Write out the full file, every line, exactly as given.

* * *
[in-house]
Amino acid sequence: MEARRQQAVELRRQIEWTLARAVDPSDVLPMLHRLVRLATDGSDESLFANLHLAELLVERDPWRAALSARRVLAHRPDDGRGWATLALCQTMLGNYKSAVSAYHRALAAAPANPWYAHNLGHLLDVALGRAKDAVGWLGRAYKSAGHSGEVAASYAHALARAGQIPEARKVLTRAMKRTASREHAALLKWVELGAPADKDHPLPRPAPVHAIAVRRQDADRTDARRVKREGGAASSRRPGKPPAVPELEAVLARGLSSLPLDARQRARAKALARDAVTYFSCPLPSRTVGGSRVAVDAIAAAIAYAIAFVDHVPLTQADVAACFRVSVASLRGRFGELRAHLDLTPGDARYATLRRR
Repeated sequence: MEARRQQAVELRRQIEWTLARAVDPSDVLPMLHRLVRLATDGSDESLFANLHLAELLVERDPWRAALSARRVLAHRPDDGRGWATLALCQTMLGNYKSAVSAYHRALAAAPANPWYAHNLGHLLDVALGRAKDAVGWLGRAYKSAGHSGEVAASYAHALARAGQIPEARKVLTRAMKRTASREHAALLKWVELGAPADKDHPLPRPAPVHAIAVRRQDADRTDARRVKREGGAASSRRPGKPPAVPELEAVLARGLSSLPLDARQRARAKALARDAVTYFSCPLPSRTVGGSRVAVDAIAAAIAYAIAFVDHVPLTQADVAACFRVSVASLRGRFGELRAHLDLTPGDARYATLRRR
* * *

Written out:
[in-house]
Amino acid sequence: MEARRQQAVELRRQIEWTLARAVDPSDVLPMLHRLVRLATDGSDESLFANLHLAELLVERDPWRAALSARRVLAHRPDDGRGWATLALCQTMLGNYKSAVSAYHRALAAAPANPWYAHNLGHLLDVALGRAKDAVGWLGRAYKSAGHSGEVAASYAHALARAGQIPEARKVLTRAMKRTASREHAALLKWVELGAPADKDHPLPRPAPVHAIAVRRQDADRTDARRVKREGGAASSRRPGKPPAVPELEAVLARGLSSLPLDARQRARAKALARDAVTYFSCPLPSRTVGGSRVAVDAIAAAIAYAIAFVDHVPLTQADVAACFRVSVASLRGRFGELRAHLDLTPGDARYATLRRR
Repeated sequence: MEARRQQAVELRRQIEWTLARAVDPSDVLPMLHRLVRLATDGSDESLFANLHLAELLVERDPWRAALSARRVLAHRPDDGRGWATLALCQTMLGNYKSAVSAYHRALAAAPANPWYAHNLGHLLDVALGRAKDAVGWLGRAYKSAGHSGEVAASYAHALARAGQIPEARKVLTRAMKRTASREHAALLKWVELGAPADKDHPLPRPAPVHAIAVRRQDADRTDARRVKREGGAASSRRPGKPPAVPELEAVLARGLSSLPLDARQRARAKALARDAVTYFSCPLPSRTVGGSRVAVDAIAAAIAYAIAFVDHVPLTQADVAACFRVSVASLRGRFGELRAHLDLTPGDARYATLRRR